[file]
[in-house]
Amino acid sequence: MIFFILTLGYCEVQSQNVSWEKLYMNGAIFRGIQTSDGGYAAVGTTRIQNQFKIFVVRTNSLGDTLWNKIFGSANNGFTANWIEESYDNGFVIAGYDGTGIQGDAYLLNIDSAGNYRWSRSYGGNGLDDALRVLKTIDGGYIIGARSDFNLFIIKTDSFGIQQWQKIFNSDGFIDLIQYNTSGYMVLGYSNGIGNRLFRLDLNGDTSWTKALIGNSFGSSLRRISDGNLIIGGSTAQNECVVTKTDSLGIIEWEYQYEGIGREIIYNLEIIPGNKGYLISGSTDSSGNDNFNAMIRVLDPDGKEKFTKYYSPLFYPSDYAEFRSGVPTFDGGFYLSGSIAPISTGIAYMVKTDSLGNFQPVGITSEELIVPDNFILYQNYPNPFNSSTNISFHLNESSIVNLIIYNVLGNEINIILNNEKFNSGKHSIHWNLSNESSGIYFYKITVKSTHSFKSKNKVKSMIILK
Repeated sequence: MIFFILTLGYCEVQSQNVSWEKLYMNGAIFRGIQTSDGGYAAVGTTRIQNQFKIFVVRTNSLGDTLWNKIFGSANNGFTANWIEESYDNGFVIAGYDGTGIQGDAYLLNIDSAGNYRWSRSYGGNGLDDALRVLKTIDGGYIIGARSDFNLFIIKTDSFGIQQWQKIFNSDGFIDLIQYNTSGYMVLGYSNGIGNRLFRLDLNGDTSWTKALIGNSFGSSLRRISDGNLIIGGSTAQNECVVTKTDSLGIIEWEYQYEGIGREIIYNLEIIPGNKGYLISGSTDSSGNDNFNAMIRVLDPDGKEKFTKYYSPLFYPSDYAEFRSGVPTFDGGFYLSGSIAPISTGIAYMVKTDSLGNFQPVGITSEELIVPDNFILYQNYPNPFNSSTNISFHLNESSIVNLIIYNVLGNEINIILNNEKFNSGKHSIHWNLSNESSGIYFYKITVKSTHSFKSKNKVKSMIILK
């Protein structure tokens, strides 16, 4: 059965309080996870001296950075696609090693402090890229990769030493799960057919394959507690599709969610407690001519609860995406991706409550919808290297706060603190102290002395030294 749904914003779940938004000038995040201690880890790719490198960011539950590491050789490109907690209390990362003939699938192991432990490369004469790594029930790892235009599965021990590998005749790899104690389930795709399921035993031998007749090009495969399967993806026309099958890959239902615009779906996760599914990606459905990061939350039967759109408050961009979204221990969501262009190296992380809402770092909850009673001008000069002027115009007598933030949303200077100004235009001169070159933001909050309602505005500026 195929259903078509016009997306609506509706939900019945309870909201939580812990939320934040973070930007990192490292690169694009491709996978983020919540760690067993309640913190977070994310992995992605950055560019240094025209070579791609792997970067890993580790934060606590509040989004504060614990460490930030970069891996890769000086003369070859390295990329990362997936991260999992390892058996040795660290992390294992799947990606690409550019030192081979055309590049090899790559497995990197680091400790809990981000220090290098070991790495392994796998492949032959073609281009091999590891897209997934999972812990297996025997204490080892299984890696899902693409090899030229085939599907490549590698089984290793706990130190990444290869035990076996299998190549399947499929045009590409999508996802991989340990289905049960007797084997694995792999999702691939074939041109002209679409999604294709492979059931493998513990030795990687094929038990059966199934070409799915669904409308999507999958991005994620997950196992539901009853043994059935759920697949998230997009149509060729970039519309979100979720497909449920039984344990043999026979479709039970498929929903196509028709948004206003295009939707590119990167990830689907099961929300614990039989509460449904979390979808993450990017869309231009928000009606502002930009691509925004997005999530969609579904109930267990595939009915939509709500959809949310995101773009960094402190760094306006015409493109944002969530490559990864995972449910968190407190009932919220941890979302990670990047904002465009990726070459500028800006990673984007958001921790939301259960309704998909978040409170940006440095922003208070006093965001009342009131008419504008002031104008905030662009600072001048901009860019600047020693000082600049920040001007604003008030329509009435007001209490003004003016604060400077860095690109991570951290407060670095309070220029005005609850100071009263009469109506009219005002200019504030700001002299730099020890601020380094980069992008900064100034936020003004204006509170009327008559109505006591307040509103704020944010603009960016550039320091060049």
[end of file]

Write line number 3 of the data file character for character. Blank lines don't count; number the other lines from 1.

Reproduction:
Repeated sequence: MIFFILTLGYCEVQSQNVSWEKLYMNGAIFRGIQTSDGGYAAVGTTRIQNQFKIFVVRTNSLGDTLWNKIFGSANNGFTANWIEESYDNGFVIAGYDGTGIQGDAYLLNIDSAGNYRWSRSYGGNGLDDALRVLKTIDGGYIIGARSDFNLFIIKTDSFGIQQWQKIFNSDGFIDLIQYNTSGYMVLGYSNGIGNRLFRLDLNGDTSWTKALIGNSFGSSLRRISDGNLIIGGSTAQNECVVTKTDSLGIIEWEYQYEGIGREIIYNLEIIPGNKGYLISGSTDSSGNDNFNAMIRVLDPDGKEKFTKYYSPLFYPSDYAEFRSGVPTFDGGFYLSGSIAPISTGIAYMVKTDSLGNFQPVGITSEELIVPDNFILYQNYPNPFNSSTNISFHLNESSIVNLIIYNVLGNEINIILNNEKFNSGKHSIHWNLSNESSGIYFYKITVKSTHSFKSKNKVKSMIILK